• History

Why And How Peoples Of The Dani Tribe Cut Off Fingers As A Way Of Mourning

For peoples of the Dani tribe, finger cutting, or Ikipalin, was a typical mourning practice. Located in a remote area of Papua, New Guinea, that is only accessible by plane, the Dani had their own unique way of dealing with and expressing grief. As a physical way to manifest the emotional pain of losing a loved one, the Dani removed a portion of a finger when someone close to them died. The custom was primarily followed by women, but older men sometimes participated as well. Although the practice was declared illegal and is no longer practiced by the Dani, evidence of the custom can be seen on older women from the tribe, many of whom are missing multiple portions of their fingers. The more loss a woman experienced, the more she lost of herself. 

Why did the Dani cut their fingers? What purpose did it serve? Scroll down to learn more about this intriguing custom.

Photo:
  • Sometimes, A Finger Was Not Enough

    Photo: Stefan Winkler / Wikimedia Commons / CC BY-SA 3.0

    Sometimes, people worried that losing a finger didn't convey their full sense of grief.

    On those rare occasions, mourners elected to remove an ear or to cover themselves in river sludge and go for weeks without bathing. 

  • People Collected The Ashes Of Their Severed Fingers

    Photo: Corporate Video Australia / Wikimedia Commons / CC BY-SA 3.0

    After a finger was amputated, it was placed in the funeral fire to burn. The ashes were then saved much like a person's ashes after cremation.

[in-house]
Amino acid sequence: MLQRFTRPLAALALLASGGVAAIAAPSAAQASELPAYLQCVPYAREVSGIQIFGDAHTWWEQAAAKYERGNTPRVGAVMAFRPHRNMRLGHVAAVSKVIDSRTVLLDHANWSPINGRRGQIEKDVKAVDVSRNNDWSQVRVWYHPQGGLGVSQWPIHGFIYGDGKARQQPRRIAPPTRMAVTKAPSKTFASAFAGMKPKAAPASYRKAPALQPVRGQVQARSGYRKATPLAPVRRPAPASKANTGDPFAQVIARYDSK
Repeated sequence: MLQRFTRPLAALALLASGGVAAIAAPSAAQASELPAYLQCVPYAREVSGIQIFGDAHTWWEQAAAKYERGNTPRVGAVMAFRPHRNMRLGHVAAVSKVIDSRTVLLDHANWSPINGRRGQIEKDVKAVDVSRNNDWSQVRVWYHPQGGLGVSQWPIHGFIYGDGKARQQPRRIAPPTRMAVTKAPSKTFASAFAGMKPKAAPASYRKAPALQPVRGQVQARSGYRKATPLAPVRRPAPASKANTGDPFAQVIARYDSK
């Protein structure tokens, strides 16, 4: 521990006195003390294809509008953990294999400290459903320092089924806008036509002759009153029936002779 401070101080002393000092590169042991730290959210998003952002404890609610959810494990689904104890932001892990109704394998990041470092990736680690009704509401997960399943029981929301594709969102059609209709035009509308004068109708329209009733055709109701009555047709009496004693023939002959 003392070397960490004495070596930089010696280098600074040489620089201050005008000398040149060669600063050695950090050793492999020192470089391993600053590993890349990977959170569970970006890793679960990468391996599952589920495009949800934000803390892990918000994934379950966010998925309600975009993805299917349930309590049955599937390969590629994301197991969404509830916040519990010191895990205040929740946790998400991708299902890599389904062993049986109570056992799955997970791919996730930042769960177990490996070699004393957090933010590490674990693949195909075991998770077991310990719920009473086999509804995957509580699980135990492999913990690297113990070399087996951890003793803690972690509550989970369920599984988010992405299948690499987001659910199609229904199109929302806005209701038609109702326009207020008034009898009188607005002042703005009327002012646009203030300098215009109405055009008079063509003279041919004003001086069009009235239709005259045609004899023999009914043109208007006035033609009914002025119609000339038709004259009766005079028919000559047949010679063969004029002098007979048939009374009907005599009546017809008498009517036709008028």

Sometimes, the ashes were buried, but they were usually stored in the amputee's home to ward off the powerful spirits of those who have passed.

  • Fingers Symbolized A Small Piece Of A Larger Whole

    Although the tradition might seem extreme to many, the Dani have a philosophy: "each finger of the hand is related to life, universe, and each other." The fingers of one's hand are distinct and unique, but they all must work together to reach a goal, like picking something up. Like people in a community, if one of the fingers is hurt, it will reduce the potential of all others. 

    This philosophy explains their willingness to sacrifice their fingers: their physical loss is a link to the universe and family and friends who have gone before them.

  • Older Women Suffered The Greatest Loss

    Every time that a woman in the Dani tribe lost a loved one in her life, it represented another occasion to remove a segment of one of her fingers.

    The excessive loss of loved ones experienced by many older Dani women can be observed by looking at her diminished hands.